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Zebra and Other Stories

By Debra Adelaide
Welcome to The Summer Library: selected extracts from the best new books this summer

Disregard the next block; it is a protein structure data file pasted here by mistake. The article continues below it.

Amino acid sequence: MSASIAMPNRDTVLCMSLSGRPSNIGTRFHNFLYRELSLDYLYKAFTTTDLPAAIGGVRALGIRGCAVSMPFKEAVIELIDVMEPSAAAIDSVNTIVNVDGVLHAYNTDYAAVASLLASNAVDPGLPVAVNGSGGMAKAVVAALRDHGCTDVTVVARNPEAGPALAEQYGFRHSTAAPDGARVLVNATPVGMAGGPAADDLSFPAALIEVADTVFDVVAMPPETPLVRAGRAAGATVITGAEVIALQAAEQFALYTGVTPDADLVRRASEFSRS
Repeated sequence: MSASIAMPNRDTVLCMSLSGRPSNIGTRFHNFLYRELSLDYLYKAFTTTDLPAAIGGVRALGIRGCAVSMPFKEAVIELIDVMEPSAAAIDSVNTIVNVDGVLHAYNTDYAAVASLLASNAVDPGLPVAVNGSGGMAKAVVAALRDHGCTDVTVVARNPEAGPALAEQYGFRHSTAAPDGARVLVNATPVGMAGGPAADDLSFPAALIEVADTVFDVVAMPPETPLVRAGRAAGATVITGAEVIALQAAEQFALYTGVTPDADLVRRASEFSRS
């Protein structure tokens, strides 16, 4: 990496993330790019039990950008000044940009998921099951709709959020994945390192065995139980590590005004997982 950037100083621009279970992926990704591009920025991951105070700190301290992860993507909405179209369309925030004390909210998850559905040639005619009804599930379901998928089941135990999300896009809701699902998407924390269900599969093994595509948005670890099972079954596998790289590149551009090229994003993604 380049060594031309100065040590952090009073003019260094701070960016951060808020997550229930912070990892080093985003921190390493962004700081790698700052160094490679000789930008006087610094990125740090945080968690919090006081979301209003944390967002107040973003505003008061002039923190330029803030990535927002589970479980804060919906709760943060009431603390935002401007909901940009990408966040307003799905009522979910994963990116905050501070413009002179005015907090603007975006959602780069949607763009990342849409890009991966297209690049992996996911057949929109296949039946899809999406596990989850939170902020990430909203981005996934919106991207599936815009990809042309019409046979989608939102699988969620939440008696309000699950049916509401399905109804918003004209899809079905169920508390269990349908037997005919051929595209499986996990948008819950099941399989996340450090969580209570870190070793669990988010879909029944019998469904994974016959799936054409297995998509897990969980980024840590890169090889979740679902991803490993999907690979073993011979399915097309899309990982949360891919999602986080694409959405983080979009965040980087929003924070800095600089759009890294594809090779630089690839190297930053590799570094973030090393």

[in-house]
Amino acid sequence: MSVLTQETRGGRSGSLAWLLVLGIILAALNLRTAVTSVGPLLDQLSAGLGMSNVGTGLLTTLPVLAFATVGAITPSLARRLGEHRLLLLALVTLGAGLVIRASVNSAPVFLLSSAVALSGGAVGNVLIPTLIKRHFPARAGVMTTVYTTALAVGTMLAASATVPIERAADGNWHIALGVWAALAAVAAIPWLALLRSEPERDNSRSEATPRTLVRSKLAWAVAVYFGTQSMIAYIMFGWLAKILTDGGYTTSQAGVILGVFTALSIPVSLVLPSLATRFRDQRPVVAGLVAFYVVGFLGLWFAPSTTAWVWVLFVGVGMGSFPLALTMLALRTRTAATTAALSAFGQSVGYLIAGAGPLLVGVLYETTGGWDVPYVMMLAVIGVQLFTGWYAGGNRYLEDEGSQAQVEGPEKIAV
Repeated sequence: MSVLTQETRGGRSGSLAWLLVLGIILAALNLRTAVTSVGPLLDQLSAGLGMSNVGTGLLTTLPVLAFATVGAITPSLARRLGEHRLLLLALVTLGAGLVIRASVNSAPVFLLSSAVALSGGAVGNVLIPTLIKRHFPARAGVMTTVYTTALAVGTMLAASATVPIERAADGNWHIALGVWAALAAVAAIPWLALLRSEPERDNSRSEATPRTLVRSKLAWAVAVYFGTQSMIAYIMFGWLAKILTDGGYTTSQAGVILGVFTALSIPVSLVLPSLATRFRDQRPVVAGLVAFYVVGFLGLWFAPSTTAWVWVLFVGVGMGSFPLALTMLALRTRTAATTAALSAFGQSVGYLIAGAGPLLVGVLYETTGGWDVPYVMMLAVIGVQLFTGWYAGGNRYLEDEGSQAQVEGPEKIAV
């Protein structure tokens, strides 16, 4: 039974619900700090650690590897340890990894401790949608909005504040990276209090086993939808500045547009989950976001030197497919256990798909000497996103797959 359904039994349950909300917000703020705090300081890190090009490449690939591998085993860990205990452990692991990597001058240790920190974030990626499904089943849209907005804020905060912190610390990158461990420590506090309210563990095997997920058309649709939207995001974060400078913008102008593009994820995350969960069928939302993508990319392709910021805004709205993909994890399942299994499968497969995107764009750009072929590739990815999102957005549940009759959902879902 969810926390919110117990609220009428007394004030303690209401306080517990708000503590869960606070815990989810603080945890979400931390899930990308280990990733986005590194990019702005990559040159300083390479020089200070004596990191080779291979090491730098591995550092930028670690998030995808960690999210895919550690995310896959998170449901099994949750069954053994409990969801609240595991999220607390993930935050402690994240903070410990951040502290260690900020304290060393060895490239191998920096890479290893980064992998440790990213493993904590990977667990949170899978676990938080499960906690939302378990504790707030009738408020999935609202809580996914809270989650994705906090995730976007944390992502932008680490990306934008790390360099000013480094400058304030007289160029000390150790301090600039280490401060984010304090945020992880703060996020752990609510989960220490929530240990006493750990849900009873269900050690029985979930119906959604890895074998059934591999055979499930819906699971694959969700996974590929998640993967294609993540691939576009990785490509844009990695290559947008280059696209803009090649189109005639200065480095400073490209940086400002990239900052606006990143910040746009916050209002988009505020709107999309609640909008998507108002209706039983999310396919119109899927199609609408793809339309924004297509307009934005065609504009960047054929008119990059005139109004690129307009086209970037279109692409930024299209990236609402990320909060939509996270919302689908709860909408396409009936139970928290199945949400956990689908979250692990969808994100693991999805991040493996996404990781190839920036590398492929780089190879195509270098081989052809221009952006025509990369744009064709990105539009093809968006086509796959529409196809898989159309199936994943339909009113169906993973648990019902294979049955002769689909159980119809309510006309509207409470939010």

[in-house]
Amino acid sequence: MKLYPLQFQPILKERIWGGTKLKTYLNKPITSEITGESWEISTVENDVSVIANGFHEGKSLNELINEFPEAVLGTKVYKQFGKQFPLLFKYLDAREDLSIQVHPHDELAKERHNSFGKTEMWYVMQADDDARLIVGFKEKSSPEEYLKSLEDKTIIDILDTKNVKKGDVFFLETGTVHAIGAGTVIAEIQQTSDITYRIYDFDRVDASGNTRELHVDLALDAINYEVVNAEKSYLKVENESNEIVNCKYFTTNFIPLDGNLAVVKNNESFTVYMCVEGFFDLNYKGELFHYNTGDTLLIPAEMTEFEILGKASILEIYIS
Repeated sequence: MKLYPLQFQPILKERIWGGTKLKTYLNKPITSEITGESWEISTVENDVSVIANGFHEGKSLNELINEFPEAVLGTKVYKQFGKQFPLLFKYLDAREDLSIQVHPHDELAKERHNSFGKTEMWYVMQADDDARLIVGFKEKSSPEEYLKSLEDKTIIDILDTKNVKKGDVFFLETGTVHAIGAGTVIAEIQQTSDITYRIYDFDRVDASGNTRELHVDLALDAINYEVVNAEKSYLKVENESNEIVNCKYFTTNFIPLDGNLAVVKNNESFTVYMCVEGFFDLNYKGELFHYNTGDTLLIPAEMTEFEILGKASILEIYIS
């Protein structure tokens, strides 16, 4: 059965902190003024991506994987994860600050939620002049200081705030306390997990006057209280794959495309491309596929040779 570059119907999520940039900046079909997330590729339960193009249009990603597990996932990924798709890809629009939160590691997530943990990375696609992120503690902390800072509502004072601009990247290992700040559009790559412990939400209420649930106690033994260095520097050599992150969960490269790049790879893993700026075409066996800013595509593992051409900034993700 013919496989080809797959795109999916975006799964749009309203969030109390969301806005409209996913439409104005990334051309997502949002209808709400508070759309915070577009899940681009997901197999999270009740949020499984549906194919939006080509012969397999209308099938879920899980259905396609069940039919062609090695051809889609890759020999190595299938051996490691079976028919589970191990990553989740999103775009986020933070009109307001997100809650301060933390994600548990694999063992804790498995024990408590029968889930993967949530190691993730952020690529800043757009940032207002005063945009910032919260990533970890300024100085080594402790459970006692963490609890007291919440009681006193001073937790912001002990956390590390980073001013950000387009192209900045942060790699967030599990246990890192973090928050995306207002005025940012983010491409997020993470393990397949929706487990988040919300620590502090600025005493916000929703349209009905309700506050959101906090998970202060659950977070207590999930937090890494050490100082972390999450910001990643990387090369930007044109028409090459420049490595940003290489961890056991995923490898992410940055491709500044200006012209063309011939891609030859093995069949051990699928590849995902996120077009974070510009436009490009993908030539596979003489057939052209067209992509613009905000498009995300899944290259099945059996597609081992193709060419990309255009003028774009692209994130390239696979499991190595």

Despite having the best anti-spam filters available on her personal email account, the PM still received a number of letters that she presumed were hoaxes and was prepared to trash. These arrived along with the requests from Nigerian sources for her bank account details and offers to enlarge her sexual organs that still eluded the software. However, she noticed these letters were, first, all correctly spelled, and they were addressed to her personally not only as Prime Miniser of the country, but also as custodian of the house. A Mr Austin Beamish of a place called Lincolnville, Arizona, USA, was the owner of a private zoo that had lately fallen upon hard times (the spelling might have been correct, but the PM noted the euphemistic and old-fashioned phrasing). Consequently and regrettably Mr Beamish was obliged to relocate all his animals, or risk confiscation by the local authorities, specifically the Feral and Introduced Species Board. Possible euthanasia of many animals would ensue, while others would be sent to different zoos already overcrowded and/or inexperienced with the care of many of the species in his collection. He had undertaken to write to specially targeted prominent citizens around the world to offer animals that he believed would be uniquely suited to them. Testimonials would follow, but already he could reveal that he had secured acceptances from the President of South Africa, who was generously taking three lion cubs whose mother was unfit to travel and who would be remaining as Mr Beamish’s house companion; and the Queen of England herself, whose two new hyena pups would be excellent companions for the corgis. And, although they represented a priority on his list, he was not only approaching world leaders. Others included Madonna, for whom he had reserved an endangered spotted serval; Bill Gates, who was adopting a family of rare red rattle- snakes; Angelina Jolie, three black-faced chimpanzees from the lower Congo River, recently orphaned; Ben Elton, a breeding pair of King vultures; and for Richard Branson, two rare white bison.